I'm always interested to see what Just Theater is cooking up. The Berkeley company produces plays on an irregular basis and skipped last year entirely, but when it reemerges it's usually with just the right play, whether it's Anne Washburn's I Have Loved Strangers and The Internationalist or Jason Grote's 1001. Co-artistic directors (and spouses) Molly Aaronson-Gelb and Jonathan Spector have a real affinity for challenging new work that's convoluted in the best sense of the word, with dizzying language, unconventional structure, and heady subject matter.
Now Just Theater is back with not one but two plays in repertory at Berkeley's Live Oak Theatre, and the first of them is a stunner. Aaronson-Gelb directs the West Coast premiere of Piittsburgh playwright Rob Handel's A Maze, which debuted in 2011 at New York Stage and Film. Starting Saturday, July 20, it'll be joined in repertory by Glen Berger's Underneath the Lintel, a one-man show about a Dutch librarian who finds a book returned 113 years overdue and is drawn to find out who had it all this time, leading him on an epic quest across the globe. Oddly enough, American Conservatory Theater will be producing Lintel as well in November, directed by Carey Perloff and featuring screen star David Strathairn, which will surely be very, very different from Mina Morita's production with Mick Mize, a terrific local comic actor recently returned from clowning in Cirque du Soleil's Dralion.
A Maze opened Monday, July 15, and it's just stunning. Martin Flynn's fascinating set depicts blue-green building facades with swirling, abstract patterns on them, like a lost undersea city. Of course these are actually mazes all over everything, which will be a theme throughout the play, in case the title isn't tip-off enough. Whatever your expectations are, they can't really prepare you for the twists and turns of the story itself, which at first appears to be three stories.
There's the 17-year-old girl, abducted at nine and kept prisoner for eight years, who reemerges with a canny sense of how to handle the media coverage of her case. Frannie Morrison is marvelously assured and upbeat as Jessica, setting her terms for an interview with a famous TV personality (Lauren Spencer in artificial Hollywood nicey-nice mode). Miyuki Bierlein's contemporary costumes nicely convey subculture and personality in subtle ways.
Then there's the rock star (a bright and vulnerable Harold Pierce), gone into drug rehab because his lead singer, co-songwriter and girlfriend since childhood (quirkily charismatic Sarah Moser) has kicked him out of the band until he gets clean. There he meets Beeson (Clive Worsley as a fascinating bundle of neuroses), the author of an incredibly complex, 15,000-page series of graphic novels that he claims to simply be channeling, not writing. The story wants to be told, and he's just the delivery guy.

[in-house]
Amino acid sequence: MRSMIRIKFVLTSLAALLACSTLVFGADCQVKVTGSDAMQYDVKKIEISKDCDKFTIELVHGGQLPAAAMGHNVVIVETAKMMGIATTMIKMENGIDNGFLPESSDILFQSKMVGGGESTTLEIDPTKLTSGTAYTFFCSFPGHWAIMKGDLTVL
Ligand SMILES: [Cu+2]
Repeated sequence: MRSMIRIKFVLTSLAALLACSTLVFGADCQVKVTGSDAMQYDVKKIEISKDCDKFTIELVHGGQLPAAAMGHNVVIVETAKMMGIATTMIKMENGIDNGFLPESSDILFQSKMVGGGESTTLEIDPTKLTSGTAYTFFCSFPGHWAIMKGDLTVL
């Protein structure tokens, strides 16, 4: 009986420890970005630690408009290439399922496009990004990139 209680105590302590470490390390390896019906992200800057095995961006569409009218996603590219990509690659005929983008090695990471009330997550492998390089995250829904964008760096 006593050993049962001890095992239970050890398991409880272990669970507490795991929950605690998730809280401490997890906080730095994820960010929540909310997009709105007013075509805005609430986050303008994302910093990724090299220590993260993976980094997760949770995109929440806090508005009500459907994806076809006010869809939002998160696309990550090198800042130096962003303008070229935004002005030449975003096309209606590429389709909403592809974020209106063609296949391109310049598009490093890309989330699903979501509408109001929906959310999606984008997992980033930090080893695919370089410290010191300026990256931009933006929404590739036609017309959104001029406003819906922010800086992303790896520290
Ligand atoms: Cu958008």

Meanwhile, the musicians wonder if their one-hit band has hit a creative drought. Carl Holvick-Thomas is the sincere and nurturing counselor at the rehab center, whom they like to make fun of but are terrified to leave. Holvick-Thomas also plays an amusingly spaced-out bandmate and Jessica's coldly realistic brother (whom, weirdly, we never see in a scene with Jessica).
If that's not enough, we keep returning to a fantastic parable about a jovial and epicurean king (a hearty Lasse Christiansen) who learns that his queen (touching, fretful Janis DeLucia) is pregnant and becomes obsessed with building a maze around the castle to protect their unborn heir with the help of a bizarre dog-man (a hooded and shuffling Worsley). Christiansen also appears as a wryly sarcastic record producer, and DeLucia does triple duty as Jessica's mother -- tenaciously clinging to any lead about her daughter's whereabouts, no matter how ludicrous -- and a smug media critic who's not buying Jessica's story at all.
That all these stories are going to intersect is obvious, but the way they do is mind-blowing and often disturbing and hilarious at the same time. Along the way Handel raises interesting questions about the lure of celebrity, the myth of the crazy artist, and whether great art justifies the otherwise irredeemable life that created it.
With an awfully strong cast and sharp design elements (Teddy Hulsker's unnerving sounds between scenes set the mood especially well), Aaronson-Gelb's staging leads you through the maze of the story beautifully. At two and a half hours with intermission, there's nary a dull moment. Every step of the journey is fascinating, without knowing where you might end up.
A Maze runs through August 4, 2013 at Live Oak Theatre in Berkeley. For tickets and information, visit justtheater. org.
All photos by Jay Yamada.
Funding for KQED Arts is provided by The William and Flora Hewlett Foundation.
Support is also provided by Yogen and Peggy Dalal, Diane B. Wilsey, the Kenneth Rainin Foundation, the John S. and James L. Knight Foundation, Helen Sarah Steyer, the William and Gretchen Kimball Fund, and the members of KQED